Chinese researchers have developed a way to reinforce 3D printed aluminum with titanium wire.
Reinforcing materials is not a new approach to 3D printing. Many of the most common polymers used in 3D printing are quite fragile, and for many years that prevented their use in end-use scenarios.
That began to change when more interesting high temperature engineering materials began to emerge, but also when reinforced composite materials showed up.
The most common form of composite 3D print materials use chopped carbon fiber. The fibers are mixed with the polymer and indeed greatly strengthen the part. Some companies, like Roboze, say that these parts are sufficiently strong to be able to substitute for metal parts in many low-thermal situations.
However, chopped carbon fiber is nowhere near as strong as continuous carbon fiber. A few companies, including Markforged and Anisoprint, have developed 3D printers that can lay down continuous strands of carbon fiber during polymer printing to make incredibly strong parts.
Take note that all of these reinforcing methods are being used on polymer materials. I’ve never heard of reinforcing metal materials, as the typical approach is to try different metal alloys to increase part strength.
Now it seems there is actually a way to use continuous metals in a similar composite manner.
The researchers used a WAAM system as their base.
The WAAM approach involves extruding a solid welding wire into a laser or electrical arc that instantly melts the material. The printhead moves around in 3D space to gradually build up the object. This technology is well-understood in the 3D print space, being used by companies like Meltio and MX3D.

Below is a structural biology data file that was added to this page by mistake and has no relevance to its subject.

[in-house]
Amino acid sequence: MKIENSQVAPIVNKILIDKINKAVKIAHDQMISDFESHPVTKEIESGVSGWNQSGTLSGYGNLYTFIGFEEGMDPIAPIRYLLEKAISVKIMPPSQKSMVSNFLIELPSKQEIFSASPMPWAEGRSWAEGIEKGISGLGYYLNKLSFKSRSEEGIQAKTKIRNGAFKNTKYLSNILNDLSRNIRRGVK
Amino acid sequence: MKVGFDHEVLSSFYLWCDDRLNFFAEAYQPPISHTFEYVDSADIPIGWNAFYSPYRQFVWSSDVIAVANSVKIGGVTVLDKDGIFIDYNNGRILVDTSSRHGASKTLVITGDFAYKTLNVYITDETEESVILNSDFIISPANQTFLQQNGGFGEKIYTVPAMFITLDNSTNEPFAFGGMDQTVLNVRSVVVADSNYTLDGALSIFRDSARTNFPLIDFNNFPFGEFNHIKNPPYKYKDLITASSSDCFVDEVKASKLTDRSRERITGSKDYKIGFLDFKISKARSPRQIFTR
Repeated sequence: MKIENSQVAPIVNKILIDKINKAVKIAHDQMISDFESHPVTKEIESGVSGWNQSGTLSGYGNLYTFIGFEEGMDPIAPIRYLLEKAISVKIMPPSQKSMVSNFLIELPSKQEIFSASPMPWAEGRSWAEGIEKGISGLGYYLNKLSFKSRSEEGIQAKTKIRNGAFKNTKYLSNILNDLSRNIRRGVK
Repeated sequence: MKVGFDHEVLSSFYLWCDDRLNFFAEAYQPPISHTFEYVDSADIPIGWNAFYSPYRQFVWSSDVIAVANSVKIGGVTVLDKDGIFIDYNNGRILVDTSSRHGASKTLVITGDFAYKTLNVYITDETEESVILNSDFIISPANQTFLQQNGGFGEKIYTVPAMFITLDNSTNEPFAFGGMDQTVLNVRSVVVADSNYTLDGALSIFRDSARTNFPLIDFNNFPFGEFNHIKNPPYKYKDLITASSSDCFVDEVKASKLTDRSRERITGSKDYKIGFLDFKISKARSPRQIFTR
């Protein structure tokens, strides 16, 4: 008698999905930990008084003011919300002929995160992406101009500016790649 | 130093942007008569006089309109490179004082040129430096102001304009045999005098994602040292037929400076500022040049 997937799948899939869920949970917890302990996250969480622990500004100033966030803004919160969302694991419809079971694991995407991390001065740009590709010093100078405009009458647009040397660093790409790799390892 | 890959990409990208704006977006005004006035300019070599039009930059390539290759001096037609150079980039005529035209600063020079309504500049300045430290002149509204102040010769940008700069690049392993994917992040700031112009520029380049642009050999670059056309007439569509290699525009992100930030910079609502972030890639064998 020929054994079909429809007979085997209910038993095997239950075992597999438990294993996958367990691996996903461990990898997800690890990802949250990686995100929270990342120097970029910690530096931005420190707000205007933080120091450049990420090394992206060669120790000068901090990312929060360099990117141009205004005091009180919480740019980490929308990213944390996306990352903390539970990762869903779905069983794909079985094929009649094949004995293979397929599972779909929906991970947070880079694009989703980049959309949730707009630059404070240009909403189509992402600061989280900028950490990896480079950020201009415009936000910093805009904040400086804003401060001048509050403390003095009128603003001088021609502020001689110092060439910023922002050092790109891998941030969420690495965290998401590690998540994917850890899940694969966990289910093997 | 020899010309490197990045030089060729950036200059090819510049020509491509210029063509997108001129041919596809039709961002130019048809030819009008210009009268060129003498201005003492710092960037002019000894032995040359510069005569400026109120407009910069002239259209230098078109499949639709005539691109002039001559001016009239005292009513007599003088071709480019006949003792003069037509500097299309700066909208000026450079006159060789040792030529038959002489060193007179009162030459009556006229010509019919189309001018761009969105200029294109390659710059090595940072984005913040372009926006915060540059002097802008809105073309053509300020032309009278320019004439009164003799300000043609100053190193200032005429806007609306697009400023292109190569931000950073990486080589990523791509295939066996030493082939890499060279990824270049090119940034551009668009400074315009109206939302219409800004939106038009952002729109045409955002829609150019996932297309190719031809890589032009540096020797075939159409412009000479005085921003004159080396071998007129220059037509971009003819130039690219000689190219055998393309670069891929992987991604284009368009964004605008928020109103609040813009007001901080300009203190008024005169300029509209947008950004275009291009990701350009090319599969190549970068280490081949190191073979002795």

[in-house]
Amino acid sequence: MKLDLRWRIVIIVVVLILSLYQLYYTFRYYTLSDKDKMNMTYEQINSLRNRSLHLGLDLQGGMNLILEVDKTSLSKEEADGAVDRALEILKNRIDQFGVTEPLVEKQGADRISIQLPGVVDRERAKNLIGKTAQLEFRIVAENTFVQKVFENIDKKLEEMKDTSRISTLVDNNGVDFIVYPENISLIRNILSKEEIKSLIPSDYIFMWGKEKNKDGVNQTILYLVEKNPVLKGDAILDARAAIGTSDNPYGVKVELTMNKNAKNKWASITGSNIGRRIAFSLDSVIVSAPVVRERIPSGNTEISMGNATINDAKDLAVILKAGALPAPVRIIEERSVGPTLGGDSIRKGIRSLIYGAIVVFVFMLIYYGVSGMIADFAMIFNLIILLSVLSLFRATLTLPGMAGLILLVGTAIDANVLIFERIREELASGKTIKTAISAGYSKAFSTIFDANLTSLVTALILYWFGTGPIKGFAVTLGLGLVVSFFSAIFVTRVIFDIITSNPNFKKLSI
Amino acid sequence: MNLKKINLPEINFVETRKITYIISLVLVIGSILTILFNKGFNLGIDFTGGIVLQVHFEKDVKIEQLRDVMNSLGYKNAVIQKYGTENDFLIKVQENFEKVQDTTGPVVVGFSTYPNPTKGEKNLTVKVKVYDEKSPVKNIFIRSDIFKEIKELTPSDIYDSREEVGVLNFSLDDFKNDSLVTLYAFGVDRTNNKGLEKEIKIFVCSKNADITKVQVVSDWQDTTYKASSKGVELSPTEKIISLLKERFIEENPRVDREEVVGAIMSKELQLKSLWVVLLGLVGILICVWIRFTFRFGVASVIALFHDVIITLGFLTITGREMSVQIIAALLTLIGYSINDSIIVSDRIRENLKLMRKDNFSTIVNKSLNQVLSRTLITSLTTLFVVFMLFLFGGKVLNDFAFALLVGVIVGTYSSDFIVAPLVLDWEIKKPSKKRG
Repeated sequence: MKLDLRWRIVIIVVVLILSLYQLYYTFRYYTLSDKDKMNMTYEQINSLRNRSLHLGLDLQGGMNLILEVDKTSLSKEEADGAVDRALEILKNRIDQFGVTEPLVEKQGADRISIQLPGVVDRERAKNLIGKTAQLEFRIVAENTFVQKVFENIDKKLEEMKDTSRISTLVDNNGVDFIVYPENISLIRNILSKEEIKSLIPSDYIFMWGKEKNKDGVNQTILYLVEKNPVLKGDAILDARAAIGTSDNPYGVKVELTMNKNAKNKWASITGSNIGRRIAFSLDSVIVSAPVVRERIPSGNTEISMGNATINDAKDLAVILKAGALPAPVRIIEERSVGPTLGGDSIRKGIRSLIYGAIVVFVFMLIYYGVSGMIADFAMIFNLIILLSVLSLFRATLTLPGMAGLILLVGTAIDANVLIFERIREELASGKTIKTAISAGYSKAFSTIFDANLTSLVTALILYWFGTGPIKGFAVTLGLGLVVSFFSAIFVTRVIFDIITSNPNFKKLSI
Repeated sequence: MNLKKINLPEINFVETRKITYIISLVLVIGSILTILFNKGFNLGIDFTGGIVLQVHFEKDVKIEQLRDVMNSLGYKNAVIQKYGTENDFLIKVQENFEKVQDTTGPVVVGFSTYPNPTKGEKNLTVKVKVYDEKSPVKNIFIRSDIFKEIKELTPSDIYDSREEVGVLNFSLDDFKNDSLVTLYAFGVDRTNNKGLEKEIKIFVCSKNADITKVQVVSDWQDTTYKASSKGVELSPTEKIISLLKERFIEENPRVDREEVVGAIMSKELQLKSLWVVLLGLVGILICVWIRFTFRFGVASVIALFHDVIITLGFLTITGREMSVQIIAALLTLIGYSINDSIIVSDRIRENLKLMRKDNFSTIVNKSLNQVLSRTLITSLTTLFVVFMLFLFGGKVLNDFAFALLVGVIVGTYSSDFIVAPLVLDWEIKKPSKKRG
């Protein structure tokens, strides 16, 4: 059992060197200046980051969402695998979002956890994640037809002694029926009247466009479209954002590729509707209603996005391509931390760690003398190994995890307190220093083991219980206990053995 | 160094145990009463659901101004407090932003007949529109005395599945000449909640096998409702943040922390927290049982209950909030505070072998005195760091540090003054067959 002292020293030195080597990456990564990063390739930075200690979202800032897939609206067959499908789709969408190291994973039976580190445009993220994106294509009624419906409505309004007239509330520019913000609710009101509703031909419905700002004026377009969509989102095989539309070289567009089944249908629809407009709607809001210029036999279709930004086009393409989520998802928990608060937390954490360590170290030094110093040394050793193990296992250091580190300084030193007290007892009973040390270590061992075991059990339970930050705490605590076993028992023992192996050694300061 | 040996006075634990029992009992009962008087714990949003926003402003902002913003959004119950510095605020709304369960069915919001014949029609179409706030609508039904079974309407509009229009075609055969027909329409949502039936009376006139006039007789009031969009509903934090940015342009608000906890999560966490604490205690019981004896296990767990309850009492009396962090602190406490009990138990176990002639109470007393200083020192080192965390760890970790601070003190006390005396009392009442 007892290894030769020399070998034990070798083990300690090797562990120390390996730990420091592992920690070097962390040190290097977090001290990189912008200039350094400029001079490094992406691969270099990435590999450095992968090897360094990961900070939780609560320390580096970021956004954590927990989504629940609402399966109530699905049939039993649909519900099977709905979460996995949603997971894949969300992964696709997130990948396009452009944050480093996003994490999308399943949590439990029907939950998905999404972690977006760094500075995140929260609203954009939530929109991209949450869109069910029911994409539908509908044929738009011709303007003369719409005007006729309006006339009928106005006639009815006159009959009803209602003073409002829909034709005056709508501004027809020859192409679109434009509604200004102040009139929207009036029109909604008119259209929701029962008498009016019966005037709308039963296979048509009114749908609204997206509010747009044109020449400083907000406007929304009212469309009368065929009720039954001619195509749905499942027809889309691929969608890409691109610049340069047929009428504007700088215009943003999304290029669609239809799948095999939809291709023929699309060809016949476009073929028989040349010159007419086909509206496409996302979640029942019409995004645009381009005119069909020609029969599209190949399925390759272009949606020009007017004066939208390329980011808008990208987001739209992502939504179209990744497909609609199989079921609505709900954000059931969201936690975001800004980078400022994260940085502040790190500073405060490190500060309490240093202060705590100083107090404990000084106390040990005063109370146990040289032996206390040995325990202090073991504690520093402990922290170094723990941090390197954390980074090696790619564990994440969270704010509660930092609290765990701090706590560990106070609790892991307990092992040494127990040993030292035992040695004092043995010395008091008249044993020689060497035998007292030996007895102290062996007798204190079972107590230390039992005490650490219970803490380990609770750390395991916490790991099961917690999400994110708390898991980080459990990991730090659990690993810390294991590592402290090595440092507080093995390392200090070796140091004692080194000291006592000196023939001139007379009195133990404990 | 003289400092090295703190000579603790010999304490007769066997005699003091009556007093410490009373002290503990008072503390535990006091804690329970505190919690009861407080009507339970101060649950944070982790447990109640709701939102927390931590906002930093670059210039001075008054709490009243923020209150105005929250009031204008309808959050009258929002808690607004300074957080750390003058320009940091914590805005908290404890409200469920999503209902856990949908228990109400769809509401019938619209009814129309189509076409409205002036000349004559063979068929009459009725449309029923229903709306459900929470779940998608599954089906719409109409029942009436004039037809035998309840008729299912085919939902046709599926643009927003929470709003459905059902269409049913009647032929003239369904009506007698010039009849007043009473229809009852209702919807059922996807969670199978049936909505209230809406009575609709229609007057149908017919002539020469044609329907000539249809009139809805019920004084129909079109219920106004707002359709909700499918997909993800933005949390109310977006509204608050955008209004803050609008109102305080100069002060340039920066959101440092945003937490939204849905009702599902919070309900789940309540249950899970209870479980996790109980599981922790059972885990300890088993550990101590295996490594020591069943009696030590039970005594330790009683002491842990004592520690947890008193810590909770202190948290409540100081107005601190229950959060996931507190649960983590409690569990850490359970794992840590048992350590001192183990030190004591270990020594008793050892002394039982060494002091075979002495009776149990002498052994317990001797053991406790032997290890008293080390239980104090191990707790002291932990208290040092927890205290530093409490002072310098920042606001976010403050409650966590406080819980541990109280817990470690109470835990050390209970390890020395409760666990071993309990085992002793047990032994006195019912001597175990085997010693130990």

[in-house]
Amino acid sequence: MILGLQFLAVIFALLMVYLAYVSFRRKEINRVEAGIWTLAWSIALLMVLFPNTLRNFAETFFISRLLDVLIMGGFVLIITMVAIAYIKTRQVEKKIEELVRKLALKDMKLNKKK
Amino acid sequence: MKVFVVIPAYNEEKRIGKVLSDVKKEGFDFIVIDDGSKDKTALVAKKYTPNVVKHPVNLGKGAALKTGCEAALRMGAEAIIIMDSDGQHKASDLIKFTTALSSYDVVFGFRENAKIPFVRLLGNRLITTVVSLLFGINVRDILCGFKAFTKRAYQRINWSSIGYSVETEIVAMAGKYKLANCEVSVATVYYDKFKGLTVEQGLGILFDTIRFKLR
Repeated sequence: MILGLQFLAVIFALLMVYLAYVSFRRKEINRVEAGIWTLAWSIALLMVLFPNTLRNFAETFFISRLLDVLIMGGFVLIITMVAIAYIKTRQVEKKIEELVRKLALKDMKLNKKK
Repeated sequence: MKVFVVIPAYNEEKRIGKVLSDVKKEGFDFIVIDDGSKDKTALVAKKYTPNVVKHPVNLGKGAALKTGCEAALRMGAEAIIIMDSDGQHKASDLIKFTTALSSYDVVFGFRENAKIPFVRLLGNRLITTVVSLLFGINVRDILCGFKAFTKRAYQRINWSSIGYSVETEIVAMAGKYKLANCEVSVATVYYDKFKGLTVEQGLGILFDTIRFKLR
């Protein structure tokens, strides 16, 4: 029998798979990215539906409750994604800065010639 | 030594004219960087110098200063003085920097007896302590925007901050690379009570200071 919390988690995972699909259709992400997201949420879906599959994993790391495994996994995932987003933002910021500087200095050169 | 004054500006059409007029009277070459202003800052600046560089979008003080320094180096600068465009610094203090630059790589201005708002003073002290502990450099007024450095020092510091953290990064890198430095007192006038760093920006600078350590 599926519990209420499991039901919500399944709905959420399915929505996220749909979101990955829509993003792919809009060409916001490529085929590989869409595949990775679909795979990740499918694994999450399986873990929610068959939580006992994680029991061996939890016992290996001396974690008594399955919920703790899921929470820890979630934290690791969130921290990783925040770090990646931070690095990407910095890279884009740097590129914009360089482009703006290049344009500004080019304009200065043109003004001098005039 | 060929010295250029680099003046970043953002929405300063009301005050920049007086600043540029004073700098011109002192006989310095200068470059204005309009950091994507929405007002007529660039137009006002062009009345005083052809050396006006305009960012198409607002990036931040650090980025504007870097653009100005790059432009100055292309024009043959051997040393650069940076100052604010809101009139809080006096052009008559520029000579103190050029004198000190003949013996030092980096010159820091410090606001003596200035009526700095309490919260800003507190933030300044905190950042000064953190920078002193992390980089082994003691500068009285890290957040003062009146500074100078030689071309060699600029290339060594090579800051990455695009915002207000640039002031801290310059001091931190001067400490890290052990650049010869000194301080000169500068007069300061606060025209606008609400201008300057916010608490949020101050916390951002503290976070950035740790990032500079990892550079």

The modification by the researchers was to include a second wire feed. They chose aluminum as their base material, and titanium as the secondary reinforcing material. Note that titanium has a vastly higher melting temperature than aluminum.
The temperature difference allowed for true 3D printing of the aluminum, but embedding a strand of titanium in the aluminum structure, layer by layer.
The researchers found that the bonding between the metals was sufficient, and in all the parts produced by this method were found to be 120% stronger. That’s quite a significant jump.
Aluminum is a popular material because it takes less heat to melt, but at the same time it is no where near as strong as other commonly used additive metals, such as stainless steel, and of course, titanium.
This new approach seems to enable the production of lightweight aluminum parts that are notably stronger than pure aluminum parts — all while not requiring significant heat increases.
This is a new approach that we have not yet seen in any commercial metal 3D printer, but it would seem like an interesting possibility for a startup or a company already offering WAAM such as those mentioned above.
Via ScienceDirect (Hat tip to Benjamin)